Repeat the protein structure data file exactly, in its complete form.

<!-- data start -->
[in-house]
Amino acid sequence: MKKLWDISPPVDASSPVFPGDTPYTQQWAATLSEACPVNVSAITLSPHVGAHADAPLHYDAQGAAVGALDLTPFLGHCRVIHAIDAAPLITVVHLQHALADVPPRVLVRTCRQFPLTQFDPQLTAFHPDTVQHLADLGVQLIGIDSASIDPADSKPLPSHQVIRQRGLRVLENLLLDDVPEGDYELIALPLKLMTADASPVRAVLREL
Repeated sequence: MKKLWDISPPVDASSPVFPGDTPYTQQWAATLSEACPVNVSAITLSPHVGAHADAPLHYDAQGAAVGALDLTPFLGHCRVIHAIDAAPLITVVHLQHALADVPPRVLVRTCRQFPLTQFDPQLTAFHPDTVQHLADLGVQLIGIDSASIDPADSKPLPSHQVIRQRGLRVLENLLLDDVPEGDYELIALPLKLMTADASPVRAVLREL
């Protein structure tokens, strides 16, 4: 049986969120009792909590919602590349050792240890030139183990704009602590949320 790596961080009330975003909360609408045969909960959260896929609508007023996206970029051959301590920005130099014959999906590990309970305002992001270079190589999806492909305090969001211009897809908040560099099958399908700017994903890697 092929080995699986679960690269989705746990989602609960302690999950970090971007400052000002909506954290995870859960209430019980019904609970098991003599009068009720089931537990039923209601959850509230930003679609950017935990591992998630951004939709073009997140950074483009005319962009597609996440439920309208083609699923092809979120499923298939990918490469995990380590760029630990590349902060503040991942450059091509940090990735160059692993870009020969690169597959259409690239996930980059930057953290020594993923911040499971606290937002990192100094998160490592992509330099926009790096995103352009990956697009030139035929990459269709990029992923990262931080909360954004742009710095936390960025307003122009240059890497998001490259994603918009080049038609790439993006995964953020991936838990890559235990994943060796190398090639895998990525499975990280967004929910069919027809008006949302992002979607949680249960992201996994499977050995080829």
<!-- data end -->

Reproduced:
[in-house]
Amino acid sequence: MKKLWDISPPVDASSPVFPGDTPYTQQWAATLSEACPVNVSAITLSPHVGAHADAPLHYDAQGAAVGALDLTPFLGHCRVIHAIDAAPLITVVHLQHALADVPPRVLVRTCRQFPLTQFDPQLTAFHPDTVQHLADLGVQLIGIDSASIDPADSKPLPSHQVIRQRGLRVLENLLLDDVPEGDYELIALPLKLMTADASPVRAVLREL
Repeated sequence: MKKLWDISPPVDASSPVFPGDTPYTQQWAATLSEACPVNVSAITLSPHVGAHADAPLHYDAQGAAVGALDLTPFLGHCRVIHAIDAAPLITVVHLQHALADVPPRVLVRTCRQFPLTQFDPQLTAFHPDTVQHLADLGVQLIGIDSASIDPADSKPLPSHQVIRQRGLRVLENLLLDDVPEGDYELIALPLKLMTADASPVRAVLREL
């Protein structure tokens, strides 16, 4: 049986969120009792909590919602590349050792240890030139183990704009602590949320 790596961080009330975003909360609408045969909960959260896929609508007023996206970029051959301590920005130099014959999906590990309970305002992001270079190589999806492909305090969001211009897809908040560099099958399908700017994903890697 092929080995699986679960690269989705746990989602609960302690999950970090971007400052000002909506954290995870859960209430019980019904609970098991003599009068009720089931537990039923209601959850509230930003679609950017935990591992998630951004939709073009997140950074483009005319962009597609996440439920309208083609699923092809979120499923298939990918490469995990380590760029630990590349902060503040991942450059091509940090990735160059692993870009020969690169597959259409690239996930980059930057953290020594993923911040499971606290937002990192100094998160490592992509330099926009790096995103352009990956697009030139035929990459269709990029992923990262931080909360954004742009710095936390960025307003122009240059890497998001490259994603918009080049038609790439993006995964953020991936838990890559235990994943060796190398090639895998990525499975990280967004929910069919027809008006949302992002979607949680249960992201996994499977050995080829």